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Daryl Mitchell and Tom Blundell make sloppy England pay for dropped catches as New Zealand take hold of Trent Bridge Test



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New Zealand make a steady start after being put into bat by England on the opening day of the second Test at Trent Bridge.

New Zealand make a steady start after being put into bat by England on the opening day of the second Test at Trent Bridge.

Daryl Mitchell and Tom Blundell were again the scourge of England as their unbroken 149-run stand had New Zealand on top at 318-4 after day one of the second Test at Trent Bridge.

Mitchell (81no) and Blundell (67no), who shared a 195-run partnership last week at Lord’s, were at the heart of another Black Caps recovery after England had seemingly eked out an opening when the ball began to talk in the afternoon session.

Having toiled away on a largely batter-friendly surface, Ben Stokes (2-40) and James Anderson (2-42) suddenly found some swing prior to tea, claiming the wickets of Henry Nicholls (30) and Devon Conway (46) in quick succession.

England take two wickets in two balls against New Zealand on Day 1 of the second Test.

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England take two wickets in two balls against New Zealand on Day 1 of the second Test.

England take two wickets in two balls against New Zealand on Day 1 of the second Test.

It was the second time in the day the pair had formed a lethal pairing as they’d earlier dismissed the New Zealand openers with back-to-back deliveries after Will Young (47) and stand-in skipper Tom Latham (26) had got the visitors off to a rollicking start with an 84-run stand.

England were guilty of being a little profligate with the ball, giving up 43 boundaries in the day’s play, including 20 in the opening session, while in the field three catches were put down in the slips – Zak Crawley dropping Nicholls on 17 and Joe Root responsible for two, Mitchell most crucially on 17 and Blundell a much tougher take when on 47.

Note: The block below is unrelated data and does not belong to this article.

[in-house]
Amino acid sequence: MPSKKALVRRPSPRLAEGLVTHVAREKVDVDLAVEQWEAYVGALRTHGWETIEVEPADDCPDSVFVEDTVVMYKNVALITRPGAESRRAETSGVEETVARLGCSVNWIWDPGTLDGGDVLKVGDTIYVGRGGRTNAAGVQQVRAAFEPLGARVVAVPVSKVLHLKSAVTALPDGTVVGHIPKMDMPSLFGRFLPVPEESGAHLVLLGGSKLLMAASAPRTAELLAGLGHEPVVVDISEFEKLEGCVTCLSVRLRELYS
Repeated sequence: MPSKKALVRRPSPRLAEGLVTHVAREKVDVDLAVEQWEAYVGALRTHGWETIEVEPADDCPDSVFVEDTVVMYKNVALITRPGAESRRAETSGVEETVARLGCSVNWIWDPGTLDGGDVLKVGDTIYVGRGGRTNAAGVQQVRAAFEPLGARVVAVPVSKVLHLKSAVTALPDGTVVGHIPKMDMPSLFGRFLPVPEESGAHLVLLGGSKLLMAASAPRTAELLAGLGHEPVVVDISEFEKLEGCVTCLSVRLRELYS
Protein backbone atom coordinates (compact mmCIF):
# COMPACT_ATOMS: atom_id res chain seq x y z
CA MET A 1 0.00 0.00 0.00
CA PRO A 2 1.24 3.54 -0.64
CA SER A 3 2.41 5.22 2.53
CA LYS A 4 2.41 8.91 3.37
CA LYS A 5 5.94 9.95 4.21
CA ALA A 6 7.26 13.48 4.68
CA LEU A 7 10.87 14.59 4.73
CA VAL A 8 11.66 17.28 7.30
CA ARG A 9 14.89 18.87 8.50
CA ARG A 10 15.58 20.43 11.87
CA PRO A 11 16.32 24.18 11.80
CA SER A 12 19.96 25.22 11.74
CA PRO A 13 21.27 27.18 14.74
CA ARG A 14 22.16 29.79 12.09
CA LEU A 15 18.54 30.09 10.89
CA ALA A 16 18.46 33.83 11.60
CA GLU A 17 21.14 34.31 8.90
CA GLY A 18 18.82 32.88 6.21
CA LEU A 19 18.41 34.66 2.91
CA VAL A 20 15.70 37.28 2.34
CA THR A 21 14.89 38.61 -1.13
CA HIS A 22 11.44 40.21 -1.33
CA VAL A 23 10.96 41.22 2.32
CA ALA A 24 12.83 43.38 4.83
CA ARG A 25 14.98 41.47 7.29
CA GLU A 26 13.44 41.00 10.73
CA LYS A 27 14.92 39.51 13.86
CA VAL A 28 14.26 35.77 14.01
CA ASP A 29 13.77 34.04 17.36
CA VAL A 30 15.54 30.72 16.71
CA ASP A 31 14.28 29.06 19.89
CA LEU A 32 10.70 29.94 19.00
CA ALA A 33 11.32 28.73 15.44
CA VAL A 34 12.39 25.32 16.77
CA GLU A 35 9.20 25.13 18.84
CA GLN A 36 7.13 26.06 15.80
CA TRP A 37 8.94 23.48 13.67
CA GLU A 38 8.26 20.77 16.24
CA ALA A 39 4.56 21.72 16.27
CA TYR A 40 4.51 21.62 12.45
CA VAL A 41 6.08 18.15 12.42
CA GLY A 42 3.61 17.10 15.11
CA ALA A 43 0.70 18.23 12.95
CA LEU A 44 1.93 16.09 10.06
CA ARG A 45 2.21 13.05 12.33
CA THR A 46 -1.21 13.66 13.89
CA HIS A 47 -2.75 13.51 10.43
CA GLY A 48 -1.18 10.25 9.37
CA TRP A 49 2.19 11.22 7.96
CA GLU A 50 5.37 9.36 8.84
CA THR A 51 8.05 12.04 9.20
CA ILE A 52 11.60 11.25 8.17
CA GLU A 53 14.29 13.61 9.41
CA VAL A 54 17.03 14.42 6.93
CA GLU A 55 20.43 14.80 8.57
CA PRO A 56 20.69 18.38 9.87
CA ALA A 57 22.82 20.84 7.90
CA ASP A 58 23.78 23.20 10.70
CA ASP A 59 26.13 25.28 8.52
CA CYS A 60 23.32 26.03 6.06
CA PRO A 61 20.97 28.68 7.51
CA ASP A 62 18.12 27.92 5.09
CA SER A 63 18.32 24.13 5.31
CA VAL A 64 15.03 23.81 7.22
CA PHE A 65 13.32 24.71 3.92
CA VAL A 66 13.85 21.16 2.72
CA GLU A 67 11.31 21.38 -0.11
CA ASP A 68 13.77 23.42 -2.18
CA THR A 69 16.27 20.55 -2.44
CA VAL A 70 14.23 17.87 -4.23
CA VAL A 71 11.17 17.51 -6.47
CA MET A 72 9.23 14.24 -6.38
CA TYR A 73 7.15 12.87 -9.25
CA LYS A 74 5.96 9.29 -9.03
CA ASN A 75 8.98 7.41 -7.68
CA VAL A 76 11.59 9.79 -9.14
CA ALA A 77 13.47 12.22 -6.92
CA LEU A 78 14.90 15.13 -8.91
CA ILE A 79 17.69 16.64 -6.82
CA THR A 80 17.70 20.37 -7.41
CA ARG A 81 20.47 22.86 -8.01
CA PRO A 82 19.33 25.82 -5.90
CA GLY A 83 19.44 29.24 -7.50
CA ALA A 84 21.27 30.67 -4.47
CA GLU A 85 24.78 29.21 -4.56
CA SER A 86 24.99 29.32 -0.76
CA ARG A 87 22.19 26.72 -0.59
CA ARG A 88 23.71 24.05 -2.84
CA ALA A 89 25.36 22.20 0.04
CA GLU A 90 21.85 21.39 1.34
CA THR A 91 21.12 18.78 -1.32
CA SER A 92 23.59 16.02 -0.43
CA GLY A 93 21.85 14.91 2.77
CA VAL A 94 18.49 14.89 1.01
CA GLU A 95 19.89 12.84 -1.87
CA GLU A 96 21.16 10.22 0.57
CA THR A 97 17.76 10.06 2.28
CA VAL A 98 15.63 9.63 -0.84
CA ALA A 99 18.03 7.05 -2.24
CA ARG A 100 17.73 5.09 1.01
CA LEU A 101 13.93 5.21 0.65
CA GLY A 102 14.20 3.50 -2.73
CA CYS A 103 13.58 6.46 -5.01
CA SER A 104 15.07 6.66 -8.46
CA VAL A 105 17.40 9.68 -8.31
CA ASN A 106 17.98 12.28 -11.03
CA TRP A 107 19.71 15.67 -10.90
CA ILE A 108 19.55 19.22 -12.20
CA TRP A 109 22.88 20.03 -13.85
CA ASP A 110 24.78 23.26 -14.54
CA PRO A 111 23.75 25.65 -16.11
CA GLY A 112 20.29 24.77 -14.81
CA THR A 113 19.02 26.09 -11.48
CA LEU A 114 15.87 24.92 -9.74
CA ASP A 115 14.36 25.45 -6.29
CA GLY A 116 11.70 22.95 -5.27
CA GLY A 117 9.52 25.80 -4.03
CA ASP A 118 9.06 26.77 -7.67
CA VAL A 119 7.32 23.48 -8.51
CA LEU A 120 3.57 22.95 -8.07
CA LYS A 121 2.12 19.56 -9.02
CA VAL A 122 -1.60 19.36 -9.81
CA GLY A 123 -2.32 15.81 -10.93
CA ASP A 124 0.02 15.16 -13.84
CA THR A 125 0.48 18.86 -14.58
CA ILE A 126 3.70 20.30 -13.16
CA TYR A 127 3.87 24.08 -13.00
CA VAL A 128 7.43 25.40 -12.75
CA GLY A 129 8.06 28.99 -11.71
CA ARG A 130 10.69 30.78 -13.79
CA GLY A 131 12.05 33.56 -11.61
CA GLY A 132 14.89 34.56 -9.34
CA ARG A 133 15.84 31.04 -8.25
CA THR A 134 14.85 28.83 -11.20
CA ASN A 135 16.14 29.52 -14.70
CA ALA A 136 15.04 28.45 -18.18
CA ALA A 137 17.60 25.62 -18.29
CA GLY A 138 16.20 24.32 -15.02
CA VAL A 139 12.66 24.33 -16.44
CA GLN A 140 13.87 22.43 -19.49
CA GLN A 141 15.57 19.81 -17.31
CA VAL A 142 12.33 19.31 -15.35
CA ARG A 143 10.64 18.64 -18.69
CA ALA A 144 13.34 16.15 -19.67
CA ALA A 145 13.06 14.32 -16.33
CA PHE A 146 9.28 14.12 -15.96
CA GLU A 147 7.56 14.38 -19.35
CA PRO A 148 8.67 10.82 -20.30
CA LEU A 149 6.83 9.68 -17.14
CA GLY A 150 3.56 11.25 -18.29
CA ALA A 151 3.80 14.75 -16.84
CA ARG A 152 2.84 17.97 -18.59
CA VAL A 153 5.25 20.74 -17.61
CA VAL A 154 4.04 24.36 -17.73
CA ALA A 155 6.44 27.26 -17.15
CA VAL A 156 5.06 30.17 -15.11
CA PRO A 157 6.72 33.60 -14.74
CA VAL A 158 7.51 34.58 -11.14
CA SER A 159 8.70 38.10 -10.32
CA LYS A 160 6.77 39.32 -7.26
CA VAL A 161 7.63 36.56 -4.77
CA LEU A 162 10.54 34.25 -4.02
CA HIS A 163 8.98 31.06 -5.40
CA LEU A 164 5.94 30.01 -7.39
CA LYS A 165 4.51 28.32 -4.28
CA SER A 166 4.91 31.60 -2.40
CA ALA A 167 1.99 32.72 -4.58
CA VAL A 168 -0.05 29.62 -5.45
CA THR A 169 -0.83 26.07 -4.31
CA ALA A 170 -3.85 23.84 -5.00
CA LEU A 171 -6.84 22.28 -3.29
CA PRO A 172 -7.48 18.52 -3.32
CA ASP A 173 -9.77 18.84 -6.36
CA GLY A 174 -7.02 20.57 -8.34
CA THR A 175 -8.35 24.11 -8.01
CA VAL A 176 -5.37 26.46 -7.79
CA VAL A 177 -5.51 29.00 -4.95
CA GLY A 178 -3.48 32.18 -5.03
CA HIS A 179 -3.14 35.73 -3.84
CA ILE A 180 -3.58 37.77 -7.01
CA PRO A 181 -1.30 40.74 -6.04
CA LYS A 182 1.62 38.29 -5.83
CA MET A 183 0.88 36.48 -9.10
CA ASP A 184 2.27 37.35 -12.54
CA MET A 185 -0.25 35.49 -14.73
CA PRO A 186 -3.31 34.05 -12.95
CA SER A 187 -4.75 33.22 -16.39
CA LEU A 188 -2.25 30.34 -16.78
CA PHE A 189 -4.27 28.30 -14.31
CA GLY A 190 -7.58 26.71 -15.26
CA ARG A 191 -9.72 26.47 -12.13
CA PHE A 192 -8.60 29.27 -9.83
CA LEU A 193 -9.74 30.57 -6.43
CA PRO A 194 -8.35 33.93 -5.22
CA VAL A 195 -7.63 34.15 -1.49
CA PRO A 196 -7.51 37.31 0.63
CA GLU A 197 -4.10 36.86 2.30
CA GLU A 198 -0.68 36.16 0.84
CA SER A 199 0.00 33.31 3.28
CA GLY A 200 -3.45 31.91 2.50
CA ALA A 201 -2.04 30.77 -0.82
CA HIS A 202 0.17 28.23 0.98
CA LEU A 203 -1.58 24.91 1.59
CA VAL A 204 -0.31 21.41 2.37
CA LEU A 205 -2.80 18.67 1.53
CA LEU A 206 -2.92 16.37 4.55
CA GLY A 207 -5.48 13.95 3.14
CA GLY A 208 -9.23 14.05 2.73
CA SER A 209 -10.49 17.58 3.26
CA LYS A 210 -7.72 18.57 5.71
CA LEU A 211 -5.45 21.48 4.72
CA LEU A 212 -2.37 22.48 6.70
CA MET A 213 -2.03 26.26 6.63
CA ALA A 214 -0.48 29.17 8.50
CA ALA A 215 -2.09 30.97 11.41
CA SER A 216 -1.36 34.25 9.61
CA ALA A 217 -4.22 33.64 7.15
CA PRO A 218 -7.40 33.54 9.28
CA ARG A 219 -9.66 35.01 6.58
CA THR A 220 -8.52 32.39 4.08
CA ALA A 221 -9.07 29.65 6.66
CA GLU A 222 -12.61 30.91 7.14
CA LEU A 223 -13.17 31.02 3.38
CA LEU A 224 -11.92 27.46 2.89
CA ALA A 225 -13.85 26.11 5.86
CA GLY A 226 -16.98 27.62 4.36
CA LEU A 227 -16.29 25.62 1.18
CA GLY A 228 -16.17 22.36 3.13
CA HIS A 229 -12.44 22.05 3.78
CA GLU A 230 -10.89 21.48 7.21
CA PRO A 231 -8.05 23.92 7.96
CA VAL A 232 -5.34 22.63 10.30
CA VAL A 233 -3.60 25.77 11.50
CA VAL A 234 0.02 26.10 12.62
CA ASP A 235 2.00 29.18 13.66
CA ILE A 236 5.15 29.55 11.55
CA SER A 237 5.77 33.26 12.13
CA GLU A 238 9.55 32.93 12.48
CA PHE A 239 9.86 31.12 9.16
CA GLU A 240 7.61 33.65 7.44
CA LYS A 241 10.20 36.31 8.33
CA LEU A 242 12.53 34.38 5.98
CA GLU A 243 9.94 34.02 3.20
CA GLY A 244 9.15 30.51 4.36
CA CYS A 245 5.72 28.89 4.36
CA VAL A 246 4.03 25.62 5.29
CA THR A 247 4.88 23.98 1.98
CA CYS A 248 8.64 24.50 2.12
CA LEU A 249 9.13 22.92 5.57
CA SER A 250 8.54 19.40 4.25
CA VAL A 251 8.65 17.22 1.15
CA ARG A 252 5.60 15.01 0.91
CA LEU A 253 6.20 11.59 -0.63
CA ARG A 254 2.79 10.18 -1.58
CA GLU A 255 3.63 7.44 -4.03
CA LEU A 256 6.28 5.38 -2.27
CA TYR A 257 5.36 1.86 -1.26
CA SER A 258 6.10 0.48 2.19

Dropped catches for England against New Zealand on Day 1 of the second Test could prove costly.

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Dropped catches for England against New Zealand on Day 1 of the second Test could prove costly.

Dropped catches for England against New Zealand on Day 1 of the second Test could prove costly.

Mitchell, in particular, made England pay for the error in the evening as the pitch deadened and the ball lost any zip that was evident before the interval – perhaps partly down to one of the New Zealand batsman’s two sixes landing in the pint of one unfortunate spectator sat beyond the long-on boundary.

The subsequent events of the day’s play point to it being a straightforward decision at the toss, but Stokes’ call to bowl was more than an understandable one given the green tinge present on the pitch, with Latham too saying he would have bowled.

The pitch had good pace and carry but, with the sun beating down in Nottingham, that proved to be of greater assistance to the New Zealand openers than England’s seamers, who were guilty of not quite hitting the right lengths as they had done so impressively at Lord’s.

Barring a couple of close shaves in their running between the wickets, it looked like Young and Latham would breeze through the opening session unscathed, only for Stokes – the pick of the England bowlers – to make something happen, as is so often his way.